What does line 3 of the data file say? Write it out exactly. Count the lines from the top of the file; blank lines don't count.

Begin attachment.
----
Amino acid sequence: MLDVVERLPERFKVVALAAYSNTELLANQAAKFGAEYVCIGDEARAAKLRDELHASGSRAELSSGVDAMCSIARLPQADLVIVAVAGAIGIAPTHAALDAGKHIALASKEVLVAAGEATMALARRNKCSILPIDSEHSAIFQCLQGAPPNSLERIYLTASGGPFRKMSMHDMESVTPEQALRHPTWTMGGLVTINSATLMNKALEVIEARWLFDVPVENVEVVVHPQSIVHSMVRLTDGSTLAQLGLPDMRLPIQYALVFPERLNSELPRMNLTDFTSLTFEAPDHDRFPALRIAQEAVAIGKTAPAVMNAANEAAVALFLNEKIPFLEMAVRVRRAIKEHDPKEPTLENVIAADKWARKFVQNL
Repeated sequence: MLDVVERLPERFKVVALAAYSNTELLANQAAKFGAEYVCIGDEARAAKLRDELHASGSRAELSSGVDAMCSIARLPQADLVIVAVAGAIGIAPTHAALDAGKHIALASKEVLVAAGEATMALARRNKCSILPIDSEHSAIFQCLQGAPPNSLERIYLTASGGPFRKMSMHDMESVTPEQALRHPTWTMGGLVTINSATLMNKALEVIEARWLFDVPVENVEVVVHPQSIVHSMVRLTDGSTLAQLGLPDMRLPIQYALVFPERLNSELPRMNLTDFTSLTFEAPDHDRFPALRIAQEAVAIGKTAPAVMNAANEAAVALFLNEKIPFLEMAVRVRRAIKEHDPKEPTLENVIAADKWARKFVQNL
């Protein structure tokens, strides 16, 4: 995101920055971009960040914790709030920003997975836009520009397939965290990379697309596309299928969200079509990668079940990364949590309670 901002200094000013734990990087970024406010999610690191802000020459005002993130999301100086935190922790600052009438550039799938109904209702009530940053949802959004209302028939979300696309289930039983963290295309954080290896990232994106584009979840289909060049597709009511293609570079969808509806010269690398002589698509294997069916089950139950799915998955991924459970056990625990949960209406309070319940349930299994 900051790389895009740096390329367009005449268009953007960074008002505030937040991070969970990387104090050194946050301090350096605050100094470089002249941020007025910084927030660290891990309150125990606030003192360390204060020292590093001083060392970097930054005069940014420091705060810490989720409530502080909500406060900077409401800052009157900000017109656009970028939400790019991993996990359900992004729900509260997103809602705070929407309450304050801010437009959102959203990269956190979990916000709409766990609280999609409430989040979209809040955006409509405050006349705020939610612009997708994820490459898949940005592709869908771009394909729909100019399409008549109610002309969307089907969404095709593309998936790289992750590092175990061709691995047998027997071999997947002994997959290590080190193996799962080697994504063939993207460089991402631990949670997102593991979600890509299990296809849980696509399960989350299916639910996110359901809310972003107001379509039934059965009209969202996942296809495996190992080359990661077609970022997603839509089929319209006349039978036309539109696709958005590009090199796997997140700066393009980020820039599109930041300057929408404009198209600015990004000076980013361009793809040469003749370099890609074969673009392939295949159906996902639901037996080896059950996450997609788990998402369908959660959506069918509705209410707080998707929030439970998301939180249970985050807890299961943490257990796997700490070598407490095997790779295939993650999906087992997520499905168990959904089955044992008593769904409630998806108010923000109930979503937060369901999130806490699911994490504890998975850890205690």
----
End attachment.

């Protein structure tokens, strides 16, 4: 995101920055971009960040914790709030920003997975836009520009397939965290990379697309596309299928969200079509990668079940990364949590309670 901002200094000013734990990087970024406010999610690191802000020459005002993130999301100086935190922790600052009438550039799938109904209702009530940053949802959004209302028939979300696309289930039983963290295309954080290896990232994106584009979840289909060049597709009511293609570079969808509806010269690398002589698509294997069916089950139950799915998955991924459970056990625990949960209406309070319940349930299994 900051790389895009740096390329367009005449268009953007960074008002505030937040991070969970990387104090050194946050301090350096605050100094470089002249941020007025910084927030660290891990309150125990606030003192360390204060020292590093001083060392970097930054005069940014420091705060810490989720409530502080909500406060900077409401800052009157900000017109656009970028939400790019991993996990359900992004729900509260997103809602705070929407309450304050801010437009959102959203990269956190979990916000709409766990609280999609409430989040979209809040955006409509405050006349705020939610612009997708994820490459898949940005592709869908771009394909729909100019399409008549109610002309969307089907969404095709593309998936790289992750590092175990061709691995047998027997071999997947002994997959290590080190193996799962080697994504063939993207460089991402631990949670997102593991979600890509299990296809849980696509399960989350299916639910996110359901809310972003107001379509039934059965009209969202996942296809495996190992080359990661077609970022997603839509089929319209006349039978036309539109696709958005590009090199796997997140700066393009980020820039599109930041300057929408404009198209600015990004000076980013361009793809040469003749370099890609074969673009392939295949159906996902639901037996080896059950996450997609788990998402369908959660959506069918509705209410707080998707929030439970998301939180249970985050807890299961943490257990796997700490070598407490095997790779295939993650999906087992997520499905168990959904089955044992008593769904409630998806108010923000109930979503937060369901999130806490699911994490504890998975850890205690």